Just days earlier, China announced a national carbon cap-and-trade system to combat greenhouse gas emissions and bring Beijing into line with America’s Clean Power Plan, which aims to slash U.S. emissions by 32 per cent on 2005 levels by 2030.

While momentous, there are still widespread concerns that COP-21 may not be enough to keep global warming within 2 degrees Celsius, as evidenced by the last round of preparatory talks in Bonn on Oct. 19 – 23.

“The current state of the draft agreement reflects how close countries are to reaching consensus on key topics. For example, progress was made on mitigation and transparency where negotiators are now debating the details, while on adaptation and finance there remain more fundamental differences,” said Jennifer Morgan, global director of the World Resources Institute’s climate program, in an Oct. 23 statement.

Adaptation to climate change and financing decarbonisation efforts remain sticking points as poorer nations are pressing their richer counterparts to do more, according to May.

No more Copenhagens

“We can’t risk another Copenhagen,” said May, referencing the 2009 summit’s failure to establish a strong working agreement to tackle climate change.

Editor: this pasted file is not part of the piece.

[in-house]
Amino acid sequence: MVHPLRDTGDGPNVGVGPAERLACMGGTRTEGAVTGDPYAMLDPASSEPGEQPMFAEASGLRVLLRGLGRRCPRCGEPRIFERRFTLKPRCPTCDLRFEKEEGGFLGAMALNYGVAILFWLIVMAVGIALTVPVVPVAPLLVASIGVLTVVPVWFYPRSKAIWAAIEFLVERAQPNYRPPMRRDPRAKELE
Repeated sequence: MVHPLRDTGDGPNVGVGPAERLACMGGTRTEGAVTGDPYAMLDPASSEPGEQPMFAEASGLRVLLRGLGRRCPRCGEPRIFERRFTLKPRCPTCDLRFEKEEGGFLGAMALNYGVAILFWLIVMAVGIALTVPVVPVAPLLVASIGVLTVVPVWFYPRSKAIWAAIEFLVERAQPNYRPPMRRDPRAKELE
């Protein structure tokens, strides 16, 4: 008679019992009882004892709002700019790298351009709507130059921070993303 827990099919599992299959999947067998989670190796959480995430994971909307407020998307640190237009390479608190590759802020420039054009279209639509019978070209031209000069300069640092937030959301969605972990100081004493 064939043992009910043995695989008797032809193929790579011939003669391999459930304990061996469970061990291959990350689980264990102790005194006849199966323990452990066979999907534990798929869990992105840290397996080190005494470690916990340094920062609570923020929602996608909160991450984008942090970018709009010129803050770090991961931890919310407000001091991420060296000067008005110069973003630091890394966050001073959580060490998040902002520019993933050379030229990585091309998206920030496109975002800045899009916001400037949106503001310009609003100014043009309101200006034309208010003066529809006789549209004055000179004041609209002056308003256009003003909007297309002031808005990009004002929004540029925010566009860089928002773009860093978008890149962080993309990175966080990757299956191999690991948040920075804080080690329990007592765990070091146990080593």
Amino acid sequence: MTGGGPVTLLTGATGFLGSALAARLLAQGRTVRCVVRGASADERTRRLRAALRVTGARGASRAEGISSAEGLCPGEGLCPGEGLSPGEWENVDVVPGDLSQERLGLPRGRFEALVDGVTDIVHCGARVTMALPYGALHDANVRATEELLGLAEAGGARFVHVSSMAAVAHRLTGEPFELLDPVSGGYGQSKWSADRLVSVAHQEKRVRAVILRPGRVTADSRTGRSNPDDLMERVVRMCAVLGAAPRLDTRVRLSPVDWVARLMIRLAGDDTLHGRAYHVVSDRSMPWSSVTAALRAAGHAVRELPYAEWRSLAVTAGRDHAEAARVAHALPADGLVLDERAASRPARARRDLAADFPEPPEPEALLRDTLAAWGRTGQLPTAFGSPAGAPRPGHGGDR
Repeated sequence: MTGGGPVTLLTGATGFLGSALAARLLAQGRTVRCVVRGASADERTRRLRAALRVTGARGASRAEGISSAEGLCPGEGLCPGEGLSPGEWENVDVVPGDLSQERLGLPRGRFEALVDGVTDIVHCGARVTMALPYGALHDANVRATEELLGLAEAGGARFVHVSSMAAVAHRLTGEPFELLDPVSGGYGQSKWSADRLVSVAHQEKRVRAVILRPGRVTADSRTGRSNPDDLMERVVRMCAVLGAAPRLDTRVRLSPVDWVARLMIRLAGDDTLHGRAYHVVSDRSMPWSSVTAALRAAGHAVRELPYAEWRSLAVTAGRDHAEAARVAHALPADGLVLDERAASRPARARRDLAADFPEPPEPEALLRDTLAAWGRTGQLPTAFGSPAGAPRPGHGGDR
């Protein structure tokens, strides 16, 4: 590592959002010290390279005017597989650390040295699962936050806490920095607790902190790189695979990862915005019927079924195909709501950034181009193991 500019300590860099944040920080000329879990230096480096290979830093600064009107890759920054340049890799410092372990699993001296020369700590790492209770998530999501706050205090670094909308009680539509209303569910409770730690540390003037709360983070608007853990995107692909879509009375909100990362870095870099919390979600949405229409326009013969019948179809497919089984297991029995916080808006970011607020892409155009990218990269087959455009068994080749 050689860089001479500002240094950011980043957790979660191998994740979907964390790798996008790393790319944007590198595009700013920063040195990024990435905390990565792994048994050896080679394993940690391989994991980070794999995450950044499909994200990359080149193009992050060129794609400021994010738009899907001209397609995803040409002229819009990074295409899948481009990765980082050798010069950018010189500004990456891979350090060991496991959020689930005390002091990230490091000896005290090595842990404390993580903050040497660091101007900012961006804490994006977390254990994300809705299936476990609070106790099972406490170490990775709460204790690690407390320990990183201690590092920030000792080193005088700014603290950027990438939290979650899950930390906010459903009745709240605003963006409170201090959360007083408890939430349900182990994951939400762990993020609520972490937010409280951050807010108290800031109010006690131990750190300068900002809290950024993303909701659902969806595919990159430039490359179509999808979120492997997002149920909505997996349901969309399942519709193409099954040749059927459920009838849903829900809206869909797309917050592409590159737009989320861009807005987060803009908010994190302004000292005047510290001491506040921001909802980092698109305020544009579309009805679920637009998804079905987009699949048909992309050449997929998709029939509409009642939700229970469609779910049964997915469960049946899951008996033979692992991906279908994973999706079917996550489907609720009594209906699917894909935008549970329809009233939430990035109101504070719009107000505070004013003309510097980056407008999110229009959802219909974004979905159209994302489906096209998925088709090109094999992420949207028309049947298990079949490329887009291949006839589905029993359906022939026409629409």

In her view, a truly effective global climate deal must include penalties for any nation violating the rules, such as trade sanctions.

May said the 1987 Montreal Protocol on Substances that Deplete the Ozone Layer was effective as it had the teeth to penalize violators, resulting in drastic CFC gas emission cuts.

She contrasted that agreement to the 1998 Kyoto Protocol, which did not include any penalties for high-polluting nations and eventually fell apart after the U.S. under President George W. Bush refused to ratify it, followed by Canada’s total withdrawal from the treaty in 2011 with no adverse consequences for Stephen Harper’s government.

“If we could have an enforcement mechanism that would be helpful, to see this treaty actually work,” said May.